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Stuttgart result does little to settle Maria Sharapova debate

Maria Sharapova was never a player to shrink from opportunity -- not before her recent 15-month suspension for a doping violation and not upon her return to the WTA Tour.

That much was abundantly clear through most of last week in Stuttgart, which is why Sharapova's loss to Kristina Mladenovic in a corker of a three-set match will be a particularly bitter pill for her to swallow.

Had Sharapova won that match, her ranking this week would be inside the top 200. She more than likely would have slipped in and qualified for direct entry in the French Open qualifying event, right under this week's deadline. But the loss leaves her ranked No. 262 and still utterly dependent on the largesse of the French Tennis Federation if she is to appear as a singles player at the major she has won twice.

Thus far, the federation has been coy about which way it's leaning because it has reservations about awarding a wild card to a player coming off a drug violation. The federation will announce its decision in a Facebook Live posting on May 16.

Sharapova has a career Grand Slam but just five majors. The French Open is the only one she has won more than once. Sharapova also has another runner-up and semifinal performance at Roland Garros. It is her favorite as well as her most productive major.

Really, what would be more satisfying for Sharapova than to make a triumphant return at Roland Garros?

In addition to the satisfying optics, a renaissance in Paris also would rub red dirt in the faces of all those critics and detractors, compose the perfect reply to the Eugenie Bouchards and Caroline Wozniackis and Andy Murrays who publicly said that doping offenders ought not receive wild cards. If you've followed Sharapova's career at all, you know she's well aware of the adage, "Revenge is a dish best served cold."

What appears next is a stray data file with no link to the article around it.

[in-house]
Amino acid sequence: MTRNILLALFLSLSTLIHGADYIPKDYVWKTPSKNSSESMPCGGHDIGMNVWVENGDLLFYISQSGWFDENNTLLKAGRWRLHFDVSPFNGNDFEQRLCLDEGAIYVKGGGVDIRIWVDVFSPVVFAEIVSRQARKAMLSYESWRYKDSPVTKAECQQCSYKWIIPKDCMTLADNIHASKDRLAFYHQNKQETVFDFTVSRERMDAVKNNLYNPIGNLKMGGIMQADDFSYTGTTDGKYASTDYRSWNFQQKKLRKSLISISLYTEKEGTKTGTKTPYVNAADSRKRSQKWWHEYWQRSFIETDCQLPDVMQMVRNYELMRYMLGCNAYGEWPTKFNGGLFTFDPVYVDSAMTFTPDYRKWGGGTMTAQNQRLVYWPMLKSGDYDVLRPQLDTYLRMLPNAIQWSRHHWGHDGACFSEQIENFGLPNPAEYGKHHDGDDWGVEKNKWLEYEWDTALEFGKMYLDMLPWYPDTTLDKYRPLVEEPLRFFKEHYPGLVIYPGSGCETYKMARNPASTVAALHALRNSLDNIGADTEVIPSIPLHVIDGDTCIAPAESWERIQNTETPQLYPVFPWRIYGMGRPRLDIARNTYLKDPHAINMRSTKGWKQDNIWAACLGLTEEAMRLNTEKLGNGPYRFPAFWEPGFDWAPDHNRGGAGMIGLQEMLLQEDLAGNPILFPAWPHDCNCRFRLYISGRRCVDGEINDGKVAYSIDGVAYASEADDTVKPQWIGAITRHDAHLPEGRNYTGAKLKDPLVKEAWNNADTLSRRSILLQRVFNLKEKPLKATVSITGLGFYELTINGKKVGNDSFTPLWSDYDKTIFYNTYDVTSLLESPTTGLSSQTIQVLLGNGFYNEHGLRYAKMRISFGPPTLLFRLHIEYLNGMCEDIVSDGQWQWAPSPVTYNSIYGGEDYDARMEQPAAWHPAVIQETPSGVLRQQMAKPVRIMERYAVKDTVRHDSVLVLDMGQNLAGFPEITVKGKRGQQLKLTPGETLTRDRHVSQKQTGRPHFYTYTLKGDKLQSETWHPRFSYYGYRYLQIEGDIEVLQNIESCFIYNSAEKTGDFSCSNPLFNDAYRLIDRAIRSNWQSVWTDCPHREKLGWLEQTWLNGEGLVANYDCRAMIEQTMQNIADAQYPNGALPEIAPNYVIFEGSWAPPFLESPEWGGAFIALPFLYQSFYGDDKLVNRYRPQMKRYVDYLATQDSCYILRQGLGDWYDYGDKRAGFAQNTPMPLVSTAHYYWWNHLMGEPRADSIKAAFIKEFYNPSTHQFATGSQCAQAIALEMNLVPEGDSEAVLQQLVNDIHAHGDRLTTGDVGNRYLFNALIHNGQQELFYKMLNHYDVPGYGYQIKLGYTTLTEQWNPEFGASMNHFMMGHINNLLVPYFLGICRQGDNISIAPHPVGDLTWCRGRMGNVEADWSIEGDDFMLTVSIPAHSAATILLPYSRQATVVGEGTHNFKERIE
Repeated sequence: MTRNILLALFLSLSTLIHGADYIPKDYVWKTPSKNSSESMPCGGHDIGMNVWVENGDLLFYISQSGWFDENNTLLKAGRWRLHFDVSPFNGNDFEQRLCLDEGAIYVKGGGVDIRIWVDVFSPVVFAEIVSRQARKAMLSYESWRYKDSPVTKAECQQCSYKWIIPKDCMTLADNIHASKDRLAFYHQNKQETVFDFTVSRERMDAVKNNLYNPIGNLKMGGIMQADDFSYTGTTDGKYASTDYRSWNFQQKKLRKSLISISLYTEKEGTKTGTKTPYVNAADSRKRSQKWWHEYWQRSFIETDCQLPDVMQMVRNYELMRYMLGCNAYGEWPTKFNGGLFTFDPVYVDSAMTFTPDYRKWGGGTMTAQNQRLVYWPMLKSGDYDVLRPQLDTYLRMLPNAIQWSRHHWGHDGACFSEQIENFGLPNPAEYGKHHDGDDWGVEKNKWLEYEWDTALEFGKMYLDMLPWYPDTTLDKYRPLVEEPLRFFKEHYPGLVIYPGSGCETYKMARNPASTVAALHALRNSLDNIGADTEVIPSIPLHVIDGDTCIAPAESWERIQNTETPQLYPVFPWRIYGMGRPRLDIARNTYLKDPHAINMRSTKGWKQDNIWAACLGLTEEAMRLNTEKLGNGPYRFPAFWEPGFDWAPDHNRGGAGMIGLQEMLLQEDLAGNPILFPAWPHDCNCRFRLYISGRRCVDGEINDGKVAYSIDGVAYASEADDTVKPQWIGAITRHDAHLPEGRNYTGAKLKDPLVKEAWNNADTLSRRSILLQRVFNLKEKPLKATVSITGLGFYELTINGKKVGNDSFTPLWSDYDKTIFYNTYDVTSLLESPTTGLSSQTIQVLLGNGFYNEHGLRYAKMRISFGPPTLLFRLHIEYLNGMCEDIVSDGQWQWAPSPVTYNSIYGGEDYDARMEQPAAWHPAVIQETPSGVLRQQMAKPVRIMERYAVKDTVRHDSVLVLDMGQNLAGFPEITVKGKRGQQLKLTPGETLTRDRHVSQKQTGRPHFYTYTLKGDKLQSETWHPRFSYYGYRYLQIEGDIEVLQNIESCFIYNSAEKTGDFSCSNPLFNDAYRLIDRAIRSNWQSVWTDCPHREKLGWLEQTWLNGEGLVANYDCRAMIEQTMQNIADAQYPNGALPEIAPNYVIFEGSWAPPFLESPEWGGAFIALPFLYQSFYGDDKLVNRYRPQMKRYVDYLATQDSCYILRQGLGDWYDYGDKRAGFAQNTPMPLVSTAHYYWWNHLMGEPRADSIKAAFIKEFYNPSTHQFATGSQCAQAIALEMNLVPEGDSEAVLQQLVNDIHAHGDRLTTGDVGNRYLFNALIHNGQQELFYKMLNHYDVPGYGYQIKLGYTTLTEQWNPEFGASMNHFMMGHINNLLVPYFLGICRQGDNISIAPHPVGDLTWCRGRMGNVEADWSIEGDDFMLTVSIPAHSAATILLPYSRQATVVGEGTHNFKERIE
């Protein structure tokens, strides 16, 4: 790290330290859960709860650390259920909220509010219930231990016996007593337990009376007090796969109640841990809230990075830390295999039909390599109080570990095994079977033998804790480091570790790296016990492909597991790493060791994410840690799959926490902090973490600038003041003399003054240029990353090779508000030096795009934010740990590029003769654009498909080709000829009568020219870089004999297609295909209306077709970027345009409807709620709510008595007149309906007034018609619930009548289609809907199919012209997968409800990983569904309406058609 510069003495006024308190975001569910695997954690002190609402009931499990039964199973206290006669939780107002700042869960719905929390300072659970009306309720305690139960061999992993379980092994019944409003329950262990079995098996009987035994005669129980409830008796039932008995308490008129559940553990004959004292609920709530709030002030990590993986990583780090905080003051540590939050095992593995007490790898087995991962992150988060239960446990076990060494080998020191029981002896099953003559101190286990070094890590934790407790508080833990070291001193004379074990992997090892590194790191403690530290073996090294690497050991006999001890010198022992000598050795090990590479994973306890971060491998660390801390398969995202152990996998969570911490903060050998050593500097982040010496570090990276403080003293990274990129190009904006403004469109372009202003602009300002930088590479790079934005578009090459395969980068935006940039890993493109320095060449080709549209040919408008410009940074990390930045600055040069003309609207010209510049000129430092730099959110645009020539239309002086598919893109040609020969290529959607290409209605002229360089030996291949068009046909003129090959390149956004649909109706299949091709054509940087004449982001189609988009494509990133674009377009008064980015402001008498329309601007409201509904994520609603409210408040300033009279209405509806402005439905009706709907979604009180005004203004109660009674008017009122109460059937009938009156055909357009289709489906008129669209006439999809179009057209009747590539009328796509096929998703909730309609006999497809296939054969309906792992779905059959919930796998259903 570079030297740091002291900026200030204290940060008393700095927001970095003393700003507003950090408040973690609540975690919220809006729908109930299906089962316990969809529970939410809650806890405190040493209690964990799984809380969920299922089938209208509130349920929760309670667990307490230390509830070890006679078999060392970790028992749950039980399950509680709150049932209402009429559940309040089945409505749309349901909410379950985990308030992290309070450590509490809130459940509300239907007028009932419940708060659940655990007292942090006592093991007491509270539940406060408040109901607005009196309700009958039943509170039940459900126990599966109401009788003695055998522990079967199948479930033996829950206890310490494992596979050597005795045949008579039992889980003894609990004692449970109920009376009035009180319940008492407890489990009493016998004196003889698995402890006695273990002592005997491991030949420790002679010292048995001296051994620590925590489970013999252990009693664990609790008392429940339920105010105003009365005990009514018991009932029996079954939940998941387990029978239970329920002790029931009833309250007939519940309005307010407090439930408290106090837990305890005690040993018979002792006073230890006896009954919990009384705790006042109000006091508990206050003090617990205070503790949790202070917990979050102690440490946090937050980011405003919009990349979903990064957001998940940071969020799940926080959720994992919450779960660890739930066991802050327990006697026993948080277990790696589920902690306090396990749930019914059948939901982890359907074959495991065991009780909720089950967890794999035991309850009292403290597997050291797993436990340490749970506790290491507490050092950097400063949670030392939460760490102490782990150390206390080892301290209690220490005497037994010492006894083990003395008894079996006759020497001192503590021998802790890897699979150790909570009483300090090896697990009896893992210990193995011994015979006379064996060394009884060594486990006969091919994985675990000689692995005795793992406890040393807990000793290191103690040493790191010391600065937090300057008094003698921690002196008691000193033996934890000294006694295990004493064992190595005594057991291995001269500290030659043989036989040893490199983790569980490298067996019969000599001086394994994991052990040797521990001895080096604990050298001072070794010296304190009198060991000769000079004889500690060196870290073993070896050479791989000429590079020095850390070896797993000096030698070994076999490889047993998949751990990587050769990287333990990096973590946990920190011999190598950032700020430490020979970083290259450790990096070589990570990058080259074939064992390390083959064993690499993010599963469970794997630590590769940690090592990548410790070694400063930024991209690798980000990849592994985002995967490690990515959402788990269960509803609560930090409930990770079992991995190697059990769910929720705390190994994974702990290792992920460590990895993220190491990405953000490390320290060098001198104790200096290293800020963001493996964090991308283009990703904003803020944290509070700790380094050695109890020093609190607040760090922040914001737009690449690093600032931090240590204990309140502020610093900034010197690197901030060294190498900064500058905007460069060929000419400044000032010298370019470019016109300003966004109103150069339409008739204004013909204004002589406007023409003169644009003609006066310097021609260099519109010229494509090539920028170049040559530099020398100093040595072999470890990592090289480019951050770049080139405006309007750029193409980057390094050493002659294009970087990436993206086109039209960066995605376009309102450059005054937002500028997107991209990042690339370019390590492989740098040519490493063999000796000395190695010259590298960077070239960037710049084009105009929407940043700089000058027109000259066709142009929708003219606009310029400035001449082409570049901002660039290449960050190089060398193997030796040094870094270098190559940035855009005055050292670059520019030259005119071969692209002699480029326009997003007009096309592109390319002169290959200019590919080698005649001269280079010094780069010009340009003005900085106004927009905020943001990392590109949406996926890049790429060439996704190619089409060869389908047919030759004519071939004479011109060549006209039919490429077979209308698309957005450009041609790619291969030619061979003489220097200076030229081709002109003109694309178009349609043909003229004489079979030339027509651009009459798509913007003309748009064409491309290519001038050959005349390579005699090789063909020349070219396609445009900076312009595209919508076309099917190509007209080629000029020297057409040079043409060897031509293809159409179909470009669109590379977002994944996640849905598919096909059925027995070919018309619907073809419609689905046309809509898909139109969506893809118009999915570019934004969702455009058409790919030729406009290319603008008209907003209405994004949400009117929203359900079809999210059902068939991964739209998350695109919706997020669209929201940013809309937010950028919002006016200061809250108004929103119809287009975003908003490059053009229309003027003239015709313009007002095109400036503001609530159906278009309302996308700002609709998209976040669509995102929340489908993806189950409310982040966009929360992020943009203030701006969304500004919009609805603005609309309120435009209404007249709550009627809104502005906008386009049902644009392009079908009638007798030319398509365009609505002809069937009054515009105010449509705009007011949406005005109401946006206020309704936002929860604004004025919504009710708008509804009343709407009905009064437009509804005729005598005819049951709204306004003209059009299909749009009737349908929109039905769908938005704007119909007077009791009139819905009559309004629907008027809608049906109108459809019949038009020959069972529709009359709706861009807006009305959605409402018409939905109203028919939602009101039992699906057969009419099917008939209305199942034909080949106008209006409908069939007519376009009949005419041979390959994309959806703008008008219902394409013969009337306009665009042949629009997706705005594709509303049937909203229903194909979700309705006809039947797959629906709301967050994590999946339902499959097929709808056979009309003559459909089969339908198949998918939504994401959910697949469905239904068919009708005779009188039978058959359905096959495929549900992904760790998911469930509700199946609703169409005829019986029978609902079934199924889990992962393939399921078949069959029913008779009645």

The question lingering in the smoke and haze left by all those Mladenovic service winners is: Will Sharapova even get a chance to prepare that dish?

The French federation's ambivalence toward Sharapova took everyone by surprise, but it was there from the get-go and it has been consistent. "It's going to be complicated," FFT president Bernard Giudicelli told AFP in March. "We cannot decide, on the one hand, to increase the amount of funds we dedicate to the anti-doping battle and, on the other, invite her."

The criticism snowballed. A growing chorus of players stepped forward to criticize tournaments such as Stuttgart and the upcoming Madrid and Rome events for awarding wild cards to Sharapova when she is coming off a suspension for doping rather than coming back from injury or some other legitimate layoff.

Simona Halep, ranked No. 5, was among the most recent to weigh in. She told the media in Stuttgart: "For the kids, for the young players, it is not OK to help with a wild card [for a] player that was banned for doping. It is not about Maria Sharapova here, but it is about all the players that are found doped."

Given the simmering resentment among the players and a large segment of the fan base, it would be understandable for French Open officials to feel additional incentive -- and pressure -- to remain camped on the moral high ground.

Mainly, though, they have always considered it part of their mandate to hold themselves to a higher standard than quotidian ATP or WTA events. Unlike most of those tournaments, the majors aren't for-profit ventures that have to chase the money and stars to survive. The Grand Slams and International Tennis Federation are the self-appointed guardians of the integrity and credibility of the game.

Most people endorse that idea, but some still might not be so keen on French Open officials making such a spectacle of announcing their decision on Sharapova via Facebook Live. After all the controversy and speech-making, is it possible the officials will re-examine their claim to moral authority and find it can accommodate awarding Sharapova a main-draw wild card, just like Stuttgart? It's hard to imagine.

The best outcome for all (but Mladenovic) might have been a Sharapova win at the Stuttgart semi to earn direct entry into the French Open. It would have made a decision to deny her a main-draw wild card more justifiable. A voice from the high ground might call out, "She's in the qualifying; what more does she want?"

French Open officials have an interesting decision to make. Will they give a player coming off a doping suspension a big gift, a little gift or no gift at all?